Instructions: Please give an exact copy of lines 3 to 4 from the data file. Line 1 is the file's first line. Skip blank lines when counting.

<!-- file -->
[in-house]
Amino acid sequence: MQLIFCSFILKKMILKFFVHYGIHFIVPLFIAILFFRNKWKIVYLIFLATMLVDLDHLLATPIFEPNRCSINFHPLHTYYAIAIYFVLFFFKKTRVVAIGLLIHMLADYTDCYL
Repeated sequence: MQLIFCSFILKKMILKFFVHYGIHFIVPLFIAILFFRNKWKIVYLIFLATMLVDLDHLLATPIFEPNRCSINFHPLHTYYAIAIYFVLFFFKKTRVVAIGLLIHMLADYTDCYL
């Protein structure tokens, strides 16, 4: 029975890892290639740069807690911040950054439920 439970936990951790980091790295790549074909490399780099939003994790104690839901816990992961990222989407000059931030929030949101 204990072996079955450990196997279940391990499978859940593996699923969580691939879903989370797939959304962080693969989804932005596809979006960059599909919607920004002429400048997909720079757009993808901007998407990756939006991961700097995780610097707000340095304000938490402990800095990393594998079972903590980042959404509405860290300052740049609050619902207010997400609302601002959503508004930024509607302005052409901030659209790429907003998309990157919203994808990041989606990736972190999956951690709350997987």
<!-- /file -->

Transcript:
Repeated sequence: MQLIFCSFILKKMILKFFVHYGIHFIVPLFIAILFFRNKWKIVYLIFLATMLVDLDHLLATPIFEPNRCSINFHPLHTYYAIAIYFVLFFFKKTRVVAIGLLIHMLADYTDCYL
């Protein structure tokens, strides 16, 4: 029975890892290639740069807690911040950054439920 439970936990951790980091790295790549074909490399780099939003994790104690839901816990992961990222989407000059931030929030949101 204990072996079955450990196997279940391990499978859940593996699923969580691939879903989370797939959304962080693969989804932005596809979006960059599909919607920004002429400048997909720079757009993808901007998407990756939006991961700097995780610097707000340095304000938490402990800095990393594998079972903590980042959404509405860290300052740049609050619902207010997400609302601002959503508004930024509607302005052409901030659209790429907003998309990157919203994808990041989606990736972190999956951690709350997987």